Monday, March 12, 2012

Removing Your Earrings

Removing Your Earrings

In Turners Falls a ruined mill
gapes like a skull in the desert.
Fire unroofed it and toppled

most of the upper floor. Bricks
pepper the weeds on the shady side.
The sunny side abuts the mill race,

a mile-long trough of river shining
with confidence in its depth.
That’s the kind of confidence you showed

the day you dared me to photograph
the sky above Tremont Street.
Later you asked me to remove

your earrings from your pierced ears.
The intimacy thrilled me all over,
but after that moment we faded

like brown old albumen prints
of people who lost their names.
Photographs of this ruined mill

won’t fade because postmodern,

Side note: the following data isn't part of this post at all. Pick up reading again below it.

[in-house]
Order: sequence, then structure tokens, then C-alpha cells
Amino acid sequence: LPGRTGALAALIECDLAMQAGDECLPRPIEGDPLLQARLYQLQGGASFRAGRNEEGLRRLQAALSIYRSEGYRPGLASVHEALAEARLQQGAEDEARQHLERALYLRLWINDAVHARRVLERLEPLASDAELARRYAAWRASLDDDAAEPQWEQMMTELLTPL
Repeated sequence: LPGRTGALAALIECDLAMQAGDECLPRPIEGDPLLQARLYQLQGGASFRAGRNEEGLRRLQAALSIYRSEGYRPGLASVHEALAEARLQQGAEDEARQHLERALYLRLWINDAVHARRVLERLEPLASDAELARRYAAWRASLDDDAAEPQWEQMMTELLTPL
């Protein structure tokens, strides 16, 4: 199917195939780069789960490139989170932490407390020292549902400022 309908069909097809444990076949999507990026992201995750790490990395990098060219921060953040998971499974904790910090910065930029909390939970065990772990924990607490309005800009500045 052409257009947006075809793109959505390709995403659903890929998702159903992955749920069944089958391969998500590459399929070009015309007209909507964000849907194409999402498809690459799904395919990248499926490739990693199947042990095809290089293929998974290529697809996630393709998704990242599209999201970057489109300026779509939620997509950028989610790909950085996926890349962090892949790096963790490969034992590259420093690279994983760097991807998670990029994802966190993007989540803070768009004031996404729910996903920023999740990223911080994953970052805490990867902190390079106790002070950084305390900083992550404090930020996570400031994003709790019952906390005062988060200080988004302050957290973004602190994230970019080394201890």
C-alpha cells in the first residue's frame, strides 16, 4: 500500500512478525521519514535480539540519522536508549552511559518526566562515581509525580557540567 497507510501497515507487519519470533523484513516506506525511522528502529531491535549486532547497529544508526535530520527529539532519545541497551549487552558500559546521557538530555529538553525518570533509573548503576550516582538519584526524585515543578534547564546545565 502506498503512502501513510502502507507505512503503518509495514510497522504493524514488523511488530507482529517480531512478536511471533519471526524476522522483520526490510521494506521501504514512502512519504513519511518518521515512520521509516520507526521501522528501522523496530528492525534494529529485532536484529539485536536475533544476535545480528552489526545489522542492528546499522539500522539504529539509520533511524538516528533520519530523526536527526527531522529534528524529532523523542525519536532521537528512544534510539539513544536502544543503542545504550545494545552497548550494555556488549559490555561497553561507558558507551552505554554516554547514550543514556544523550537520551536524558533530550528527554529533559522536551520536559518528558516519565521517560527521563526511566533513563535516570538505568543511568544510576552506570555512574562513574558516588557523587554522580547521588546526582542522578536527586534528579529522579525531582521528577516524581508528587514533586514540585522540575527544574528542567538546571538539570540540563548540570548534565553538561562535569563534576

digital, they aren’t works of art.
You aren’t a work of art, either;

but unclipping those earrings
moved me like a trip to the Louvre.
In digital form neither ruins

nor human events retain depth
but only measurable dimensions.
The mill race, smug in its rush

from north to south, accepts
and conceals all sorts of debris.
The bricks that fell into it

the night of that massive fire
won’t emerge until Doomsday.
You’ll turn up long before then,

maybe this time flashing diamonds
in your earrings; and maybe
you’ll again dare me to photograph

clouds mating over Boston Common
while the subway groans and trembles
to underline our common fear.

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